Backstage Pass to North Dakota History

This blog takes you behind the scenes of the State Historical Society of North Dakota. Get a glimpse at a day-in-the-life of the staff, volunteers, and partners who make it all possible. Discover what it takes to preserve North Dakota's natural and cultural history.

Working with Manuscript Collections

I've often compared the process of working with incoming manuscript collections to the experience of receiving gifts at Christmas. Each package that arrives is like a gift: some donations are anticipated, others arrive without warning; some donations are more unique than others; but they all were created, maintained, and given with care and an understanding of their current and future importance.

There have been several notable "surprises" donated since I started working for the State Archives. In October 2011, a box arrived from a donor in New York that contained correspondence between the notorious "Political Boss" Alexander McKenzie and his "secret" second wife, Elva. Despite having such a big impact on North Dakota politics, there are very few existing records that document McKenzie's personality and business activities. These original letters are especially important since secondary sources surrounding Alexander’s life, such as newspaper accounts, biographies, census records, and even legal documents often have discrepancies. The finding aid to this collection can be found here:

Alexander McKenzie

Portrait of Alexander McKenzie by D.F. Barry, ca. 1880s (A2279)

Another "surprise" collection, the papers of Lakota historian Josephine McCarthy Waggoner (1871-1943), was donated last fall. It includes stories of Lakota and Dakota tribal members and their cultural traditions, many of which were told to Waggoner firsthand, as well as Waggoner's own life experiences. Waggoner worked with several individuals to publish her manuscripts, and in the process, many of her writings were lost. Her descendants struggled for decades to reclaim her work, and many remnants remain scattered across institutions or in private hands. In light of this struggle, the already historically significant collection is even more important. The stories were fascinating to read as I processed the collection, which is unique among the North Dakota State Archives' manuscripts collections. The finding aid is located here: (Emily Levine recently edited and published Waggoner's manuscripts in the book Witness).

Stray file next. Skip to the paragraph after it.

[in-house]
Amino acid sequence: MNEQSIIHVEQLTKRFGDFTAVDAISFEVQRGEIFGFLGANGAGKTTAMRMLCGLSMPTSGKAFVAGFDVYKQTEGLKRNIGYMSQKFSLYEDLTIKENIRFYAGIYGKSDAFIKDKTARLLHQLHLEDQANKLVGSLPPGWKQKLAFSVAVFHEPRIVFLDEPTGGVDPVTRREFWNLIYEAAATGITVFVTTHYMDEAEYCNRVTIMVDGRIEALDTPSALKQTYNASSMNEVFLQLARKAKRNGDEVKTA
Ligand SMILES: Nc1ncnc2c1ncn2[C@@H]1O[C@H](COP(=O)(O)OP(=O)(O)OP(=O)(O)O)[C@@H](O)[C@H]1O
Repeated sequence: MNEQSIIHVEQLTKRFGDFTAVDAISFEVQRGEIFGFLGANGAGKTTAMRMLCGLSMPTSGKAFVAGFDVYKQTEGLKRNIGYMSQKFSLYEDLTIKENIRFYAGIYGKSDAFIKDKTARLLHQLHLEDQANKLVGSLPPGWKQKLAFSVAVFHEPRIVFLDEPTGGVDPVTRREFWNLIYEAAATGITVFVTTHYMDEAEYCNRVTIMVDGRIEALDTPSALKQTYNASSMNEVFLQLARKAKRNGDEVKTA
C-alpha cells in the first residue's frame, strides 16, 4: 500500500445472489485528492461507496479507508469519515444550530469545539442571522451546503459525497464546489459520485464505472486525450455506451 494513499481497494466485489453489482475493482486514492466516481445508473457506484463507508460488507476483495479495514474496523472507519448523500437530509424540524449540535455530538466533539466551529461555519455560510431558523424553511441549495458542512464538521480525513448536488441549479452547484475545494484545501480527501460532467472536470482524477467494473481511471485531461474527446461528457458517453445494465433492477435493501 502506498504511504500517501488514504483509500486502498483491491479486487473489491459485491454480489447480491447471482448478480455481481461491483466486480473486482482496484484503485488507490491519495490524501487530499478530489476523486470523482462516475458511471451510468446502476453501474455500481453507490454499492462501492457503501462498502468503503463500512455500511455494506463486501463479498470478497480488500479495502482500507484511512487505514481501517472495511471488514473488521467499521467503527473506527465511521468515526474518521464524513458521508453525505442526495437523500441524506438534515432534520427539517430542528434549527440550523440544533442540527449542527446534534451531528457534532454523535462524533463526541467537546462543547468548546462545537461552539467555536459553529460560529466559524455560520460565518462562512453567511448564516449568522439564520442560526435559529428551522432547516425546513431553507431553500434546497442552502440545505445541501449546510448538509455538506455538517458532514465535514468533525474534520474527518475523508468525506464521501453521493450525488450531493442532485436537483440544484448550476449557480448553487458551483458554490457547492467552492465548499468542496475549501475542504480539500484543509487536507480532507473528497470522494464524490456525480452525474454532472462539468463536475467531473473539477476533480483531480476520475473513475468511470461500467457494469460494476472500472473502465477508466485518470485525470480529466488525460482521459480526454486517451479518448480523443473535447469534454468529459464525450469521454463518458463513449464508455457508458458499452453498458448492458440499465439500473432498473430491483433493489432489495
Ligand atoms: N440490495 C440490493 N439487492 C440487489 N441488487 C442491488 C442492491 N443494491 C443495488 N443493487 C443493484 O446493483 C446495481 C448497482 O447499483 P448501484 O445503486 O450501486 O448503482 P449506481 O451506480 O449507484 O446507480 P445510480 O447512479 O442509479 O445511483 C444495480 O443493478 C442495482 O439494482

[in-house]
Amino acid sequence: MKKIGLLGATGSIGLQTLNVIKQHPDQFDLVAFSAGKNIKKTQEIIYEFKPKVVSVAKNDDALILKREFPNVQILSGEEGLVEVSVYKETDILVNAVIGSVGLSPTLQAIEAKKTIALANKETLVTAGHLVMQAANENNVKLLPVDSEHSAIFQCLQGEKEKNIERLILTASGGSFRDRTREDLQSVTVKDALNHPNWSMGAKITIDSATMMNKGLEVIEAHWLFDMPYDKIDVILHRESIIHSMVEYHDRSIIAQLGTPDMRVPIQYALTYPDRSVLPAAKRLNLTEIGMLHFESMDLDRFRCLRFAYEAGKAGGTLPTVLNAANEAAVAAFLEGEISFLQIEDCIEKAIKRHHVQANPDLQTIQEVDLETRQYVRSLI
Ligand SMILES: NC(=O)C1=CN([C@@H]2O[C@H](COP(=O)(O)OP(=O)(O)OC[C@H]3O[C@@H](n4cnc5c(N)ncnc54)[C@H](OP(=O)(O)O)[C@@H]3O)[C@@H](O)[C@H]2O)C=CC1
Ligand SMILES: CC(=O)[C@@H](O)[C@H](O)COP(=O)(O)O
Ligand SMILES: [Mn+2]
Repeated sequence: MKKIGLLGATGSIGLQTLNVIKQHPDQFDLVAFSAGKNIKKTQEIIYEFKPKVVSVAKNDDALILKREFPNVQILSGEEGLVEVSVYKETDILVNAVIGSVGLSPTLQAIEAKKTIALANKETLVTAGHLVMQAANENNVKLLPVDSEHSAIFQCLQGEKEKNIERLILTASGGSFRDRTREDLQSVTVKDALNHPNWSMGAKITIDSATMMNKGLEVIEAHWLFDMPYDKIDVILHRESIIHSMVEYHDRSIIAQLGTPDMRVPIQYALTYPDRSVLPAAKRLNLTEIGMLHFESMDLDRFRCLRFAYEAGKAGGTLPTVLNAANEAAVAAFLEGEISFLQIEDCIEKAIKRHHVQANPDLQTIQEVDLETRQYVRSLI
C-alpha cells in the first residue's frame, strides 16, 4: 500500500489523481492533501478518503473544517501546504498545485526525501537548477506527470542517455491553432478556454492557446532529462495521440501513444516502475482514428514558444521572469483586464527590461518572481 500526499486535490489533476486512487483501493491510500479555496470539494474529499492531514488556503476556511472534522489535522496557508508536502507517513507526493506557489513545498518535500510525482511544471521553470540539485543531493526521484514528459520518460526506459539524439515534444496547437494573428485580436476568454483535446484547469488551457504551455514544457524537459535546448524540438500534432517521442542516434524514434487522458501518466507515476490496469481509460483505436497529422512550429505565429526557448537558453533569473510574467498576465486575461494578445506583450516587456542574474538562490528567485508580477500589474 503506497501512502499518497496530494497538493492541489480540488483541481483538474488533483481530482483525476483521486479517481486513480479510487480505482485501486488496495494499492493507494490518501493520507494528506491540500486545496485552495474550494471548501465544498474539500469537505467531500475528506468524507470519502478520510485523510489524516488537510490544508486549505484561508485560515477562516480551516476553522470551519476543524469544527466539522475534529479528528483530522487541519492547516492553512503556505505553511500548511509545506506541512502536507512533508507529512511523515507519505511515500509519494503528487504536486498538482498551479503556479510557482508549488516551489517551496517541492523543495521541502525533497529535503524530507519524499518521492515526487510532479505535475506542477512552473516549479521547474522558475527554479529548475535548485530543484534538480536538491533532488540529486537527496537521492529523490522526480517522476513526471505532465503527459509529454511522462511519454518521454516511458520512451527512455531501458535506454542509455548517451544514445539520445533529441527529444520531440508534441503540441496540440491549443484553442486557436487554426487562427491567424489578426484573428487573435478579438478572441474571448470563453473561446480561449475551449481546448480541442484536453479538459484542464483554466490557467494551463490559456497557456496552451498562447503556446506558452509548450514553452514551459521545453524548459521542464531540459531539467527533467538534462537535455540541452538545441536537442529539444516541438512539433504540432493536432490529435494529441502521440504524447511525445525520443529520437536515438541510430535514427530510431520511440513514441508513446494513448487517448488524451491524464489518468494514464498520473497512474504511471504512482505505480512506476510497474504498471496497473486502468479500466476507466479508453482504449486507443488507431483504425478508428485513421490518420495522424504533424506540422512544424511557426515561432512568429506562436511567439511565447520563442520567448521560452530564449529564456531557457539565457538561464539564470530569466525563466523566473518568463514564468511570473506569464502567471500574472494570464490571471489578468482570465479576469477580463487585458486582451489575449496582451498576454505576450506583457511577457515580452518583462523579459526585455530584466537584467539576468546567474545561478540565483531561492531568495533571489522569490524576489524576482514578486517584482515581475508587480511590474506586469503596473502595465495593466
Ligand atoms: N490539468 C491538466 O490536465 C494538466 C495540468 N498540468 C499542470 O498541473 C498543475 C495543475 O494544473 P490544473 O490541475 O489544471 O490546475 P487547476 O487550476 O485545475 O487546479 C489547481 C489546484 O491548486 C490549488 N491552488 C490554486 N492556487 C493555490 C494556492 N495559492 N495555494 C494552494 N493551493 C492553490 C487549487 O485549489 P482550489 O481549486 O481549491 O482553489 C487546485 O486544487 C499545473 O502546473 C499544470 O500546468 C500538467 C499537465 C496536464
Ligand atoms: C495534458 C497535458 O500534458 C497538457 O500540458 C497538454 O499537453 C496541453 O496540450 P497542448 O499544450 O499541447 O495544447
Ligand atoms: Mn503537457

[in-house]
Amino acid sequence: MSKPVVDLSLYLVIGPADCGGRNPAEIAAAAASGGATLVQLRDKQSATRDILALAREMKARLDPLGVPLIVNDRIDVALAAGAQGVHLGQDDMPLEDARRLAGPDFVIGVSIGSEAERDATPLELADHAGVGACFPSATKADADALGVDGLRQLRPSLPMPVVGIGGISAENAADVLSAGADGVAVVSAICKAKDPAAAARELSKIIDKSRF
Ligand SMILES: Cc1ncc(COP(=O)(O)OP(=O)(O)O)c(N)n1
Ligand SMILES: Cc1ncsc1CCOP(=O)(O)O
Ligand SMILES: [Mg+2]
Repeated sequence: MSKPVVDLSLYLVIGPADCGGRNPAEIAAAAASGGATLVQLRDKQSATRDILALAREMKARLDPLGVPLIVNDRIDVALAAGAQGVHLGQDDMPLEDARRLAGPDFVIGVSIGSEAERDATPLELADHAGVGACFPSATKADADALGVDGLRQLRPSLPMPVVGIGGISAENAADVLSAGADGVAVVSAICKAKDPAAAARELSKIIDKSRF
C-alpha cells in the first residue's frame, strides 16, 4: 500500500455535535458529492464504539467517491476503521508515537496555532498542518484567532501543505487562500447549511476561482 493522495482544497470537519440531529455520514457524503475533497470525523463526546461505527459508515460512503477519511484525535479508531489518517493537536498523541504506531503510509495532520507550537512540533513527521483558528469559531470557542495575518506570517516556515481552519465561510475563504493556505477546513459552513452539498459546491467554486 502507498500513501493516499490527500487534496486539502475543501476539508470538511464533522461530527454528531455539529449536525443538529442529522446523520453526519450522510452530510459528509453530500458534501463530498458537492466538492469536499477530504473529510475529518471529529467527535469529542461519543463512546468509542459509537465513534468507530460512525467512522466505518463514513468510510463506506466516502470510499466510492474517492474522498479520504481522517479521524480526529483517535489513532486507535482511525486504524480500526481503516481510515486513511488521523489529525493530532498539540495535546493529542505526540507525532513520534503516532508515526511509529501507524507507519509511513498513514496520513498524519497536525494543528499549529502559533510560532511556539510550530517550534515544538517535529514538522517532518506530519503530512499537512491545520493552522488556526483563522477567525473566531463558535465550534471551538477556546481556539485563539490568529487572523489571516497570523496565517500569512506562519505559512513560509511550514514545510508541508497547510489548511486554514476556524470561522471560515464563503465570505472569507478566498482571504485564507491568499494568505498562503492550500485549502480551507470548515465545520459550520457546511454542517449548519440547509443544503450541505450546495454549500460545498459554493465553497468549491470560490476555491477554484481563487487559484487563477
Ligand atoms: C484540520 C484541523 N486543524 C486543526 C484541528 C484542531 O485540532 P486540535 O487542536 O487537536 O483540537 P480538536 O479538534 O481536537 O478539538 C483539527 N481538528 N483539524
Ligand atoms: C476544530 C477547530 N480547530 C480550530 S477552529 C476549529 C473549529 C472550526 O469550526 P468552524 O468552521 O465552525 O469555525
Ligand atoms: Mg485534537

Group photo with Josephine Waggoner

Josephine Waggoner (second from right, standing) with husband Frank, Ramona Skogen, Carl, Joan and Alfred Braine, May 1940 (Series 30203, Box 26, Folder 6)

Revisiting existing collections in the Archives can elicit some of the same feelings of surprise and excitement as new donations bring. The Will Family papers (Oscar H. Will, George F. Will Sr. and many others) resided at the SHSND since the 1940s, and processing was completed this year (although major additions were made to the collection up to 2009). The papers are a major resource for information about the pioneering seed company, as well as North Dakota archaeology, dendrology (the study of trees), ethnobotany, the Mandan, Hidatsa and Arikara people, and the history of Bismarck (ND).

George F. Will, Clell G. Gannon, and Russell Reid

Left to right: George F. Will, Clell G. Gannon and Russell Reid during a trip down the Little Missouri River, June 19, 1925 (10190-00640)

On occasion, we receive notice that a collection will be donated and are aware of its significance from the beginning, but still are surprised about what we find as we work with the collection. Former North Dakota Archivist Frank Vyzralek's papers were donated this past year, and are currently being processed. Vyzralek's lifetime of research covers what seems like every possible topic related to North Dakota history, including: railroads, steamboats, mills and elevators, banks, fires, brewing, crime, politics, businesses, transportation, historic properties, and much, much more. Every day, I look forward to organizing this collection and the other gifts that are donated to the archives, and making them accessible to the people of North Dakota.

A Year of Collections Surprises

Collections work inevitably involves surprises – just ask any curator. Looking for an elk antler flesher to use in an exhibit? Surprise! There are some decorated stone gaming pieces in the same box that you didn’t know you had.

Stone Gaming Pieces

Stone gaming pieces (10199)

About to start your third tedious hour sorting through tiny bits of residue from a 16th century village trash midden? Wait! There is the tiny, polished tip of a bone needle!

Conducting a federal random audit of your collections? The surprise here is that the way we stored fragile shell in plastic bags many years ago (instead of vials) did not work out very well (okay, so not every collections surprise is a good one…). Surprises can come with a lot of challenges sometimes, but most of the time they make for an especially exciting day at work.

2014 was a particularly good one for surprises in the archaeology collections. Here are just a few of my favorites…

A Hidden Archive

Doug Wurtz (one of our volunteers) is doing research on Fort Rice, a US military fort built in 1864. As he has become more interested in the fort and the men who served there, he has expertly spun us into what we affectionately call his “Fort Rice web.” Without our realizing it, many of us have become obsessed with finding out as much as we can about Fort Rice. One day last fall I was sorting through the SHSND curator’s correspondence files from 1906-1915, working on research completely unrelated to Fort Rice.